بِسْمِ اللّهِ الرَّحْمـَنِ الرَّحِيمِ
Ramadan in the city of Karachi, Pakistan this year has been marked with a unique spirit of giving, as flood victims in the local province poured into the city, and individuals and organizations continued the aid work that they had commenced for the affected millions up North since August. As we all know by now, Pakistan is currently experiencing the worst natural disaster in its history, the 2010 floods. It is a disaster that has had, and will continue to have, record-breaking repercussions. May Allah help the afflicted and ease their suffering and despair. Ameen.
As always, Ramadan changes the schedule of the populace on an individual and collective level every year. Offices and schools get off earlier, and shops stay closed until 2 p.m. The streets wear a deserted look early in the mornings, with the roads occupied only by the school vans and mothers doing the daily school run. Tempers are markedly short and the slightest provocation can spark an altercation.
Afternoon sees the shops open up with a yawn and stretch. As the hours wear on towards sundown, the aroma of frying samosas, pakoras, jalebis and other traditional, Pakistani tea-time snack fare starts wafting up from the streets. Business for food shops, grocery stores, restaurants, fruit vendors and bakeries reaches its peak during the last hour of the fast. Traffic becomes – no exaggeration – very vicious, and car accidents during Ramadan are common, especially just before iftar, when people are rushing home. Ironically, though, just a few minutes before the sun sets, the streets actually depict a completely contrasting, ghost-like, deserted look. Not a single person is visible, except perhaps the odd pedestrian, or the driver of a speeding car who is late in getting home for iftar.
The good thing about experiencing Ramadan in a Muslim-majority country is the communal spirit of fasting and praying together – a spirit that makes all the wonderful difference in the practical, day-to-day life of any Muslim. The loud siren sounds just as the clock ticks the exact minute of maghrib, which is followed by a cacophony of melodious adhaans that start simultaneously from all the local masajid. Within the hour, traffic is back on the roads and the hustle and bustle of outdoor night life really begins. People gradually emerge to shop, eat out and socialize with friends and family.
Alhamdulillah, scores also emerge with admirable fervor to attend congregational taraweeh prayers that are convened every year in the masajid and in the spacious lawns of private homes with zeal. It is heartening to note that a large number of them are women:
Nothing beats driving through the streets of Karachi during Ramadan nights and hearing the sounds of varying forms of loud Quran recitation at intervals, blared by the congregations’ speakers. Even on sides of busy roads and thoroughfares, amidst the markets’ hustle and bustle, small taraweeh congregations are zealously underway.
When I spot things like these, I thank my Lord even more that I live in a Muslim majority country/city! 🙂
As I said before, the flood victims’ plight has been on the minds and hearts of all locals this year, even more so since the commencement of Ramadan – the month of wholehearted giving and donating. The spirit of giving has been heartening to witness. Here on main Zamzama in Defence phase 5, my neighborhood, just before sunset, the poor line the deserted commercial streets as they are donated free iftar by some better off, large-hearted Muslims.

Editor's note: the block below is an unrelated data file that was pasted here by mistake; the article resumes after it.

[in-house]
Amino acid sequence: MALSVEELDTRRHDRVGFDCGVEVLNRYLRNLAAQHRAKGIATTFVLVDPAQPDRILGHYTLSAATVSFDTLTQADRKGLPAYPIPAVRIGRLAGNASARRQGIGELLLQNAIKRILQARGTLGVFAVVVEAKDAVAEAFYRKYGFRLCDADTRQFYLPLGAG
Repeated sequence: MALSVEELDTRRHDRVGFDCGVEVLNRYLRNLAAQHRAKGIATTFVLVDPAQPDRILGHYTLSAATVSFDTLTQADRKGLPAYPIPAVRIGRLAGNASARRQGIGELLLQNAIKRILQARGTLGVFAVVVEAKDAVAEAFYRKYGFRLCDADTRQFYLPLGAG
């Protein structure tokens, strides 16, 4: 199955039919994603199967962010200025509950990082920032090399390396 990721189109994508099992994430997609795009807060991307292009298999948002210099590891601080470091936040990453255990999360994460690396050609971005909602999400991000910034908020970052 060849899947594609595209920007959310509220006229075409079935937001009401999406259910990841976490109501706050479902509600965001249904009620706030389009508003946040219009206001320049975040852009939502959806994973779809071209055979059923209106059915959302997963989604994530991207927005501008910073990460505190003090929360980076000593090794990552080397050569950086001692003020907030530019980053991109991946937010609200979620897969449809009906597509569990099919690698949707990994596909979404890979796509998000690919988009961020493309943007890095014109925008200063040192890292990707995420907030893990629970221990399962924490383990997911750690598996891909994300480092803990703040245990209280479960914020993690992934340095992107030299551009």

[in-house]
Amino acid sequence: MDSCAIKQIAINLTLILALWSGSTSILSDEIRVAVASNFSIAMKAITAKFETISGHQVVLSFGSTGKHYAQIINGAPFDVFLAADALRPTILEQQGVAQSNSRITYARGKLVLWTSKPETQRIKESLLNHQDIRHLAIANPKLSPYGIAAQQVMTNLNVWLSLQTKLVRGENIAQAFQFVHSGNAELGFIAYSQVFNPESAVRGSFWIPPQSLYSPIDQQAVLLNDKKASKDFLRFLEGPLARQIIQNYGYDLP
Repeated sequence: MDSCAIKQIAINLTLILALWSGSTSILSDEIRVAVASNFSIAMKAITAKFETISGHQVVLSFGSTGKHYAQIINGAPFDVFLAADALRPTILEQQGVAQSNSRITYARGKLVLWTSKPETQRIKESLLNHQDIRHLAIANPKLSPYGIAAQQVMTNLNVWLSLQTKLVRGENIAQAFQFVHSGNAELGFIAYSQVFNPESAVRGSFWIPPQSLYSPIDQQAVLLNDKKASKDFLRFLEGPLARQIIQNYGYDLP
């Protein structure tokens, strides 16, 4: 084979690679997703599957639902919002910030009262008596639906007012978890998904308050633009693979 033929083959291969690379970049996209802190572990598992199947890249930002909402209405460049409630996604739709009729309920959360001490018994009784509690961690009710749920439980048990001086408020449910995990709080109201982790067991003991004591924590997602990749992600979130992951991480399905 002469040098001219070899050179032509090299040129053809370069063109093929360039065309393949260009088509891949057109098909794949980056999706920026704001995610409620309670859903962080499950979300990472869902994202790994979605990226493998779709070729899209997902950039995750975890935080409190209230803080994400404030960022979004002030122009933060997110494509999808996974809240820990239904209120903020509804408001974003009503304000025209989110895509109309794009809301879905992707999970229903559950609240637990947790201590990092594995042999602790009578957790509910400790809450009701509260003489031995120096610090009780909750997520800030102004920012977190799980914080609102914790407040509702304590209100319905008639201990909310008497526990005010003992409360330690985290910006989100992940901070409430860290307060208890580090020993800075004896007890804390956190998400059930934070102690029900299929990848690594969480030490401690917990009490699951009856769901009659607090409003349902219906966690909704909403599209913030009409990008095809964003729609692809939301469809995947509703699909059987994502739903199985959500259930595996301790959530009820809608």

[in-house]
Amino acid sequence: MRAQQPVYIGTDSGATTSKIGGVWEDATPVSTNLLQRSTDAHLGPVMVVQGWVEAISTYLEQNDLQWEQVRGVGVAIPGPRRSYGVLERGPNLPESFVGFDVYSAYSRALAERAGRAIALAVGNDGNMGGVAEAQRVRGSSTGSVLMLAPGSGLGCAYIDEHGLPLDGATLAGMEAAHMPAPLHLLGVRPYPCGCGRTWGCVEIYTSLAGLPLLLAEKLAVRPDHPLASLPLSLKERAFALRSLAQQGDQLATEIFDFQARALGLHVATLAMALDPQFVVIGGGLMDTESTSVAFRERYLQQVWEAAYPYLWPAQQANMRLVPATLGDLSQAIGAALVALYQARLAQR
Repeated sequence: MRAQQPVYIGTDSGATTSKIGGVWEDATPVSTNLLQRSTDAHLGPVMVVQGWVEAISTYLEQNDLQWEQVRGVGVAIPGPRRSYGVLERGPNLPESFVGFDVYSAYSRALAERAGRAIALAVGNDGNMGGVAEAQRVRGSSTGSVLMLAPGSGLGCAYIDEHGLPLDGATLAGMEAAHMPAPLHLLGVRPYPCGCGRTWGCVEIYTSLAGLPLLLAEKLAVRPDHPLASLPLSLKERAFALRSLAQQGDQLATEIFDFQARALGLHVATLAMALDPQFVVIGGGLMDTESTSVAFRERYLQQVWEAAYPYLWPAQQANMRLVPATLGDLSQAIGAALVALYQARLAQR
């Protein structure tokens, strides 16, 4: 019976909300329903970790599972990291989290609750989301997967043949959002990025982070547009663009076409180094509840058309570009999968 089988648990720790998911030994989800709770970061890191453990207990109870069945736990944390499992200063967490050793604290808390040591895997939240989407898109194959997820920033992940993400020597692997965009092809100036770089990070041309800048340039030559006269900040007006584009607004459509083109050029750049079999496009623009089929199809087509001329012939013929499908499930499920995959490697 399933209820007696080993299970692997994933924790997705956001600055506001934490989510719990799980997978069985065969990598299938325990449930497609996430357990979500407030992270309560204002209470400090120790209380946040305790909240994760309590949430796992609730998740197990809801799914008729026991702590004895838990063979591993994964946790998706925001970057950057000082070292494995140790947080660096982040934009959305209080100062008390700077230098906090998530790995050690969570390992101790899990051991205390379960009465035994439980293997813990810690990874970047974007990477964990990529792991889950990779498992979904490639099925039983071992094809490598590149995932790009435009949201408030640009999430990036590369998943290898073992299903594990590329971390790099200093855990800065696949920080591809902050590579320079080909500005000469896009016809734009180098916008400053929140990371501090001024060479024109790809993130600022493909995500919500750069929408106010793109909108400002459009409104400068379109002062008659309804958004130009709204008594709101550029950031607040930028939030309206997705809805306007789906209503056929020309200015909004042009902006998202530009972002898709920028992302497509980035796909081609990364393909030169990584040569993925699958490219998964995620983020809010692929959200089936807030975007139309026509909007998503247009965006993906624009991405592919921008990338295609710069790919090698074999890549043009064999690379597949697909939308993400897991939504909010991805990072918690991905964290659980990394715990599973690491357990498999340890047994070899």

The spirit of giving has soared this Ramadan, which is nearing its culmination today. Hope is slowly being restored, thanks to the selfless efforts of those people who are rushing to the aide of the ones devastated by the floods. As they say, every cloud has a silver lining. If this disastrous natural calamity occurred just before Ramadan, there could very well be a Divine reason for it.
For most, though, only the apparent aspect of the destruction, loss and despair occupies their minds and perhaps makes them feel angry and rebellious about the depressing situation. For the wiser ones and especially for those who ponder on the Quran, the answer to the question, "But WHY did this happen? Isn’t Allah merciful? Why did He do this to them?" is actually quite clear. This is not the first time a nation or people became victims of a debilitating, crippling and mind-boggling natural catastrophe that wiped away their livelihoods and possessions in a matter of days.
As we struggle to pick up the pieces, and pray and hope for restoration, rehabilitation, repair, relief and recovery, we see a side of people we never knew existed: the large-hearted, selfless, empathetic, sensitive, humanitarian philanthropist, who thinks of others besides his or her own self.
Perhaps for the first time in decades, we will celebrate Eid as it should be celebrated – remembering those less fortunate than ourselves in our prayers, thinking less about our own selfish desires, being grateful for even the trivial and ‘normal’ good things in our lives, and giving to them wholeheartedly from the superfluous wealth that Allah has blessed us with.
Eid Mubarak, even if it is with a heavy heart and a subdued spirit. However, hope floats (pun not intended)! After every ‘night’, dawn breaks, the sun shines through, and Allah’s help comes, for He is the Best of Helpers.
وَلاَ تَيْأَسُواْ مِن رَّوْحِ اللّهِ إِنَّهُ لاَ يَيْأَسُ مِن رَّوْحِ اللّهِ إِلاَّ الْقَوْمُ الْكَافِرُونَ
"And do not despair of the life-giving mercy of Allah. Indeed no one despairs of the mercy of Allah except the people who disbelieve.." [Quran:12:87]